I am currently using the book "Euclidean Geometry" by David M. Clark.
I have to prove that: two lines parallel to the same line are parallel to each other.
I am not allowed to use angle measure yet (degrees).
I am able to use any triangle congruence (SSS, SAS, AAS, ASA, HL)
I am allowed to use angle bisectors, midpoints, circles, right angles, isosceles triangles, vertical angles, corresponding angles, alternate interior angles, exterior angles, and squares to prove this.
We have these theorems which may be useful in proving this:
If two lines have a transversal which forms alternative interior angles that are congruent, then the two lines are parallel.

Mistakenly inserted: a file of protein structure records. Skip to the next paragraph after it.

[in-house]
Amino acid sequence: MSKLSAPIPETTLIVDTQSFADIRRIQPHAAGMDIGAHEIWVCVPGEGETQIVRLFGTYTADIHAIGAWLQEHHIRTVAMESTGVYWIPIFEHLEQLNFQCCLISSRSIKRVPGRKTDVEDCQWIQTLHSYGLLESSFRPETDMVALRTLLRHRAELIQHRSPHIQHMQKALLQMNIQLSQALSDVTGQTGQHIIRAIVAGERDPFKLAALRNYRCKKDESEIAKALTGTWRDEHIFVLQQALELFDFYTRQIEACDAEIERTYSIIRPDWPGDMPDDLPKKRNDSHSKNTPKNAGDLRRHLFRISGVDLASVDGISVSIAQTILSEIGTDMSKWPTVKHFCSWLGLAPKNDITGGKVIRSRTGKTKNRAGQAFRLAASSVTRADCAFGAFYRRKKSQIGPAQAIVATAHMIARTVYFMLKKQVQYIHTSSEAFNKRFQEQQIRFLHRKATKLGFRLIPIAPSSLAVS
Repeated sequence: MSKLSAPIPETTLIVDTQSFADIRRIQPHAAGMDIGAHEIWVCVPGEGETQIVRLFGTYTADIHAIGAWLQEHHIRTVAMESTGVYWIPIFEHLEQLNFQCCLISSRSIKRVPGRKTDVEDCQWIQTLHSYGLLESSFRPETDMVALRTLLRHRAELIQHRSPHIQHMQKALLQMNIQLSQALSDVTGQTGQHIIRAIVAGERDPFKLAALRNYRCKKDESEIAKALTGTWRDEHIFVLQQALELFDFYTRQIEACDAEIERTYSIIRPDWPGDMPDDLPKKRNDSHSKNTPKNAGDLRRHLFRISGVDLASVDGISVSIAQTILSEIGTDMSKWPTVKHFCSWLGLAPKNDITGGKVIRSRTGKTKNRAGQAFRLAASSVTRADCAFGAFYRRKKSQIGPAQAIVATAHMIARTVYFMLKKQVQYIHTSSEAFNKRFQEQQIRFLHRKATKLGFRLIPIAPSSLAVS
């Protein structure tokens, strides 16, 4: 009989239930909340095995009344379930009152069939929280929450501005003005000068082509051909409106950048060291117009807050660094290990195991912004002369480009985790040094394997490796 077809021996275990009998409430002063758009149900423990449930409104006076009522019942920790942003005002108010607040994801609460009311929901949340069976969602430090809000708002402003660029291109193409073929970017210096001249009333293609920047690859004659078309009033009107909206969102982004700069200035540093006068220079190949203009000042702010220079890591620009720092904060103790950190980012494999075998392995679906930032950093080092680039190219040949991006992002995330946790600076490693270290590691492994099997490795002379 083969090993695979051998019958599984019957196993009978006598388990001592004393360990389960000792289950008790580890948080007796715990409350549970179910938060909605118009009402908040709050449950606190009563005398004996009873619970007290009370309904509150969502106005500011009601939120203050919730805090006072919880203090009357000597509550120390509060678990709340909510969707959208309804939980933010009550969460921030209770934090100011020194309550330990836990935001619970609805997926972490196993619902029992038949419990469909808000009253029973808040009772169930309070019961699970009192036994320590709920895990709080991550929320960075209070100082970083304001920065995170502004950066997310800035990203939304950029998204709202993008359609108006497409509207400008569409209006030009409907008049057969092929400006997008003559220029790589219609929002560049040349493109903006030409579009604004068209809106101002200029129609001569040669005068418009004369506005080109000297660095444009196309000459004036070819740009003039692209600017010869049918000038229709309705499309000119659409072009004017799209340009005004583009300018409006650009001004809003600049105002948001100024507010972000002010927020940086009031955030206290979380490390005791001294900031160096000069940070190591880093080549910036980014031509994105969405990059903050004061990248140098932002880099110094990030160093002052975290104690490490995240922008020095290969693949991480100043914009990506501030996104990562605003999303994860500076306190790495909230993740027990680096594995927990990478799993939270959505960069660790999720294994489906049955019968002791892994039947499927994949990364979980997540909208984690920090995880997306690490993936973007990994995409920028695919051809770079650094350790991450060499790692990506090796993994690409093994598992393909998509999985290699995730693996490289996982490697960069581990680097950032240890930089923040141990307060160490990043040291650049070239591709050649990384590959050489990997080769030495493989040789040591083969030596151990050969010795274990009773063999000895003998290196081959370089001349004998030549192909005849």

If two lines have a transversal which forms corresponding angles that are congruent, then the two lines are parallel.
An exterior angle of a transversal is not congruent to either
opposite interior angle.
Vertical angles are congruent.
Congruent angles have congruent supplements.
All right angles are congruent.
Axiom 5: For every line l and every point P not on l, there is at most one line containing P that is parallel to l.
I started off drawing two parallel lines, l and m and point P on m, but I really don't even know where to begin.
Any help would be appreciated.